Why I Love Swimming in the Ocean 

     In February 2019 my life changed after a fall on the ice. I broke my wrist, got a compression fracture in my spine but worst of all one of my lowest vertebra slipped forward leaving me vulnerable to severing my spinal cord. After recuperating for several months and rehabilitating for several more I started to dream of avoiding February 2020 by going south.


     These dreams always involved relaxing on a beach and swimming in the ocean. However, our best friends were encouraging us to go to a town in the mountains of Mexico that they had loved and so we booked that.

 

     My soul still craved the ocean. Then an airline sale came up for an all inclusive in Jamaica which was right on the beach, close to the airport and also labelled “accessible” and so we booked it.


     From the first moments we walked into the ocean, after we made our way down from the flat of the beach onto the soft sand of the shelf and its steep drop-off, I felt at home.


     As I began the swim in my “new” more vulnerable body I laughed to feel the usual buoyancy. Just then I felt the forbidden arching of my back that put my vertebra in jeopardy of slippage. I pulled my legs beneath my body as though I was standing up in the water, kicked a little, and sighed a deep breath of relief. I said to my husband; “Look, I’m swimming like a seahorse!” Of course, Charles looked puzzled because he couldn’t see what I meant but a quick explanation ensued and we shared a smile of pleasure.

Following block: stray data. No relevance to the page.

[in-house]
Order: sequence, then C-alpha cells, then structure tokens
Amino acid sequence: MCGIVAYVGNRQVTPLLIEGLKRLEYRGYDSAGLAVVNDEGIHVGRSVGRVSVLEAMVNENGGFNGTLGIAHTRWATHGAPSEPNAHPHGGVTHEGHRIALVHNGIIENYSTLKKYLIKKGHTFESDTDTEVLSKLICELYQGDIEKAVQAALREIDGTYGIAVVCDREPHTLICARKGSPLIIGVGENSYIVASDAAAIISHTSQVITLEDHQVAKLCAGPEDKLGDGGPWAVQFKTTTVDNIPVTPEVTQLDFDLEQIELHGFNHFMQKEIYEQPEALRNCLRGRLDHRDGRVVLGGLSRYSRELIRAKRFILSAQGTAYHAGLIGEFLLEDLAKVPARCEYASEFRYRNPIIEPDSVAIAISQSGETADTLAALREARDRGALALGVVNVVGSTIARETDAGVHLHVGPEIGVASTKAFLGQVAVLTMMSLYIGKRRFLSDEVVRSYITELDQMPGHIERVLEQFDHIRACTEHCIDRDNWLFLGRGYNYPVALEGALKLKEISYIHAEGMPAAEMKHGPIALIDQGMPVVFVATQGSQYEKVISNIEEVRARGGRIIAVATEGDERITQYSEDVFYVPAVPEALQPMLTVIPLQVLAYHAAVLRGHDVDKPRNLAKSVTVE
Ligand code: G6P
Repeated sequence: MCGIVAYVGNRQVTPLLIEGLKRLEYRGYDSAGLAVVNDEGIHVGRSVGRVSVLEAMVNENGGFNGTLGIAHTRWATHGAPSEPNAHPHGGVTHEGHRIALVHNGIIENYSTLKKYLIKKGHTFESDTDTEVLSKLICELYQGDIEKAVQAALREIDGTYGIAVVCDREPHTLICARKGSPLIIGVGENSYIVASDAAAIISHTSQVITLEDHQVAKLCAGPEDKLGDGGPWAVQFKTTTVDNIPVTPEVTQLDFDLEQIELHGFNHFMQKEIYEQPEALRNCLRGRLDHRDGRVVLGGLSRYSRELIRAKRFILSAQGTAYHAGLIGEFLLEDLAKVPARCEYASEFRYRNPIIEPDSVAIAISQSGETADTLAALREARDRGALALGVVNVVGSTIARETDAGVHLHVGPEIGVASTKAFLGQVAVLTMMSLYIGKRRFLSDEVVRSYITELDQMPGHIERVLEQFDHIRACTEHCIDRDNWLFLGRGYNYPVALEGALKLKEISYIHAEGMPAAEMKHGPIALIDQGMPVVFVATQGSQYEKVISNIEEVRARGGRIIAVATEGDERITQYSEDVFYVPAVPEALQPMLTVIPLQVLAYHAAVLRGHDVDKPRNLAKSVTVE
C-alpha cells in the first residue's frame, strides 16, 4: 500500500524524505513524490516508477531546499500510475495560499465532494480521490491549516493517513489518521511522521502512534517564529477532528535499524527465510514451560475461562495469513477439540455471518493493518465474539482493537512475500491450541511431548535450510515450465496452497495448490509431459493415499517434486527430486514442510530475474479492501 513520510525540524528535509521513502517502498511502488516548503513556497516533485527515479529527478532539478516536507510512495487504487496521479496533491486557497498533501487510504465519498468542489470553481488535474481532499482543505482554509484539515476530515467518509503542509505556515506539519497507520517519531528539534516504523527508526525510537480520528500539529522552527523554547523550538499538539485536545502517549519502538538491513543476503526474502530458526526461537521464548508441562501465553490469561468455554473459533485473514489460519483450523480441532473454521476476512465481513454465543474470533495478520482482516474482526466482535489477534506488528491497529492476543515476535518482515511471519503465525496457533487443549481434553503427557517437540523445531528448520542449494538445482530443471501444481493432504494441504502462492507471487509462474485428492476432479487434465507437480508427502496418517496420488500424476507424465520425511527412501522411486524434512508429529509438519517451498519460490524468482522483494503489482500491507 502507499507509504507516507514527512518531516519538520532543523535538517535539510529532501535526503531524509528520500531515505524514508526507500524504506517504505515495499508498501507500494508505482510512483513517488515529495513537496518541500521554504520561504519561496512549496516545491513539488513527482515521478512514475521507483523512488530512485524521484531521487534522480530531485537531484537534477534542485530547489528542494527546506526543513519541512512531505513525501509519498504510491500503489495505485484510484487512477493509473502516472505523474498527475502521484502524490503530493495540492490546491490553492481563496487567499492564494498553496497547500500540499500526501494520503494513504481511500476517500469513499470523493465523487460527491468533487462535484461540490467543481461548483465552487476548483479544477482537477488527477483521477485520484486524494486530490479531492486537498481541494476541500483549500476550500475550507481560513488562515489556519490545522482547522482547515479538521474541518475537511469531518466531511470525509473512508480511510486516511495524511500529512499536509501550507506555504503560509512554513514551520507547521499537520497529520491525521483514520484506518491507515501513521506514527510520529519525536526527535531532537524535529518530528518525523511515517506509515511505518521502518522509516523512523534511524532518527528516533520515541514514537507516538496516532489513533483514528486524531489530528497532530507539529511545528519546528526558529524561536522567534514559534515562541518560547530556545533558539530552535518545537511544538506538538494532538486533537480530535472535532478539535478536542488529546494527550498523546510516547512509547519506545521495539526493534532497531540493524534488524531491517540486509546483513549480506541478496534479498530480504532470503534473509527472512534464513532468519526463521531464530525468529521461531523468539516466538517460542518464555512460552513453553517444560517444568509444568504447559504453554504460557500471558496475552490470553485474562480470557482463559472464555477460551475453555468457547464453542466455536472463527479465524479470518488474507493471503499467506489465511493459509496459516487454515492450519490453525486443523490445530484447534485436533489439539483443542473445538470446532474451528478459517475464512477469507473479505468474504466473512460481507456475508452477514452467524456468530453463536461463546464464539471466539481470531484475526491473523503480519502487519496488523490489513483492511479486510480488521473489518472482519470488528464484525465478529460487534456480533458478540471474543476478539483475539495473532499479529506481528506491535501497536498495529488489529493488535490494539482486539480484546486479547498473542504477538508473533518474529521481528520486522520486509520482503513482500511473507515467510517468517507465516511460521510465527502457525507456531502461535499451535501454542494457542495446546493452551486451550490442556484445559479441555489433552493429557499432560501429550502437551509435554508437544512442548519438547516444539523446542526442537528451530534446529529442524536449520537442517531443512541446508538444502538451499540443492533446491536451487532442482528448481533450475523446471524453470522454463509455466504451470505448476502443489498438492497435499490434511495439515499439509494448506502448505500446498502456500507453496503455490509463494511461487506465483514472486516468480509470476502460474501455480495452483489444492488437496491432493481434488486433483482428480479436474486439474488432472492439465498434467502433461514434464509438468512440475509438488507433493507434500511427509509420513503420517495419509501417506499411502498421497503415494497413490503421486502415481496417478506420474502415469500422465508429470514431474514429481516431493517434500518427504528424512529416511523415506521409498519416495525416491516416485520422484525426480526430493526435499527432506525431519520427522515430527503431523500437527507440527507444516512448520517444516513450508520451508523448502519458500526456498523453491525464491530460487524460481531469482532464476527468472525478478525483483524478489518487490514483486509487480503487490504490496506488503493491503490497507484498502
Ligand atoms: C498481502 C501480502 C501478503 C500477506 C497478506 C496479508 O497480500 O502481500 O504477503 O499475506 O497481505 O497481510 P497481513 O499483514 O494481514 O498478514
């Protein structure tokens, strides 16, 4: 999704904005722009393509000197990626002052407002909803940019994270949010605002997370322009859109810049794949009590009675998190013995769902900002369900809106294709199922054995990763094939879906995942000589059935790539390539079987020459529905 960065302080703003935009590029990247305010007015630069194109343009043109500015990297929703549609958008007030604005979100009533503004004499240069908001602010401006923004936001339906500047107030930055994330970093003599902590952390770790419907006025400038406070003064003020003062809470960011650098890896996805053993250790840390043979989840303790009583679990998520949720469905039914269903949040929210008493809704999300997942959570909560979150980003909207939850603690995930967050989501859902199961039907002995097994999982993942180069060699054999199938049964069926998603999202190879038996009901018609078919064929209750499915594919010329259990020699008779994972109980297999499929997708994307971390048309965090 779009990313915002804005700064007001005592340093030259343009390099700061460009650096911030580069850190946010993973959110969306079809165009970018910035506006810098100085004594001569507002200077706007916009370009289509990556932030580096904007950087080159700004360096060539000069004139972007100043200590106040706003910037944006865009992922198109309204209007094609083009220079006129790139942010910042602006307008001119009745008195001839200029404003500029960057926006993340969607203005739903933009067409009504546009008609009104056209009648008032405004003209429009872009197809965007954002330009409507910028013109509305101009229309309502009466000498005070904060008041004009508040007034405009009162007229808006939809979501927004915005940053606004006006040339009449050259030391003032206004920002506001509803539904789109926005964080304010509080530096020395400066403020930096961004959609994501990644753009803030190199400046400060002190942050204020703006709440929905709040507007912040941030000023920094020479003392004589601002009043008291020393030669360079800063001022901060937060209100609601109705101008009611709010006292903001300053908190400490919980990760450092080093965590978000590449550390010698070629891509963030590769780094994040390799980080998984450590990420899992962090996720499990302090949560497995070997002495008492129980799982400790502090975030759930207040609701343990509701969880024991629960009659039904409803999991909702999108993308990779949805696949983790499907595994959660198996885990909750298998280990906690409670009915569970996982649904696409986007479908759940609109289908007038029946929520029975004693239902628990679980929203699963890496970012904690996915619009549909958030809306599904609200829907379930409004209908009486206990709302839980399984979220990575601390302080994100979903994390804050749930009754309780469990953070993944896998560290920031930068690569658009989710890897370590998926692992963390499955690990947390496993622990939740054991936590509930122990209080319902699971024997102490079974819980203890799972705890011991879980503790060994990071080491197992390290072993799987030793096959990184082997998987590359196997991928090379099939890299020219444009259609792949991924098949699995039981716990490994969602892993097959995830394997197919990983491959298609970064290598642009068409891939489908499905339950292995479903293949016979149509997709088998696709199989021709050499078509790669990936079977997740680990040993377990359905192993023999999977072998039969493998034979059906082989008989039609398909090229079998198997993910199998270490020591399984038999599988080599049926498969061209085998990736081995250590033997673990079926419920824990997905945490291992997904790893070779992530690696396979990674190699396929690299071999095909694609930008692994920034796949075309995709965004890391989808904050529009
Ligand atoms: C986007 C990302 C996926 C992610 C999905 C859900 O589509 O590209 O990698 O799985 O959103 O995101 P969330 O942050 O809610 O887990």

The high salinity of the Caribbean Sea provides two things I love. Firstly, it makes me feel as light as air, which is no small treat at my age! Secondly, the salt gives beautiful healing to our winter-dry skin.


     The challenge of coming onto shore up the steep shelf helped to keep us sharp as we held hands and timed it with the lapping of the water to the shore.

     Ever since my first vacation South as a child I have enjoyed the wildness of the ocean waters. So much is unpredictable that a high state of alertness and present-mindedness are vital to not get injured by its power. But from now on the memories of the excitement and thrill of body surfing will have to remain in the past.


     I am so very happy that I can revel in the warmth and swirl of the ocean again. The warmth, waves, and the buoyancy make me feel held by a living being with a will of its own. The ocean never gives up on us no matter how badly we treat it. Let us treat it with respect and enjoy the goodness it offers.

Submitted by: Julia Laidlaw

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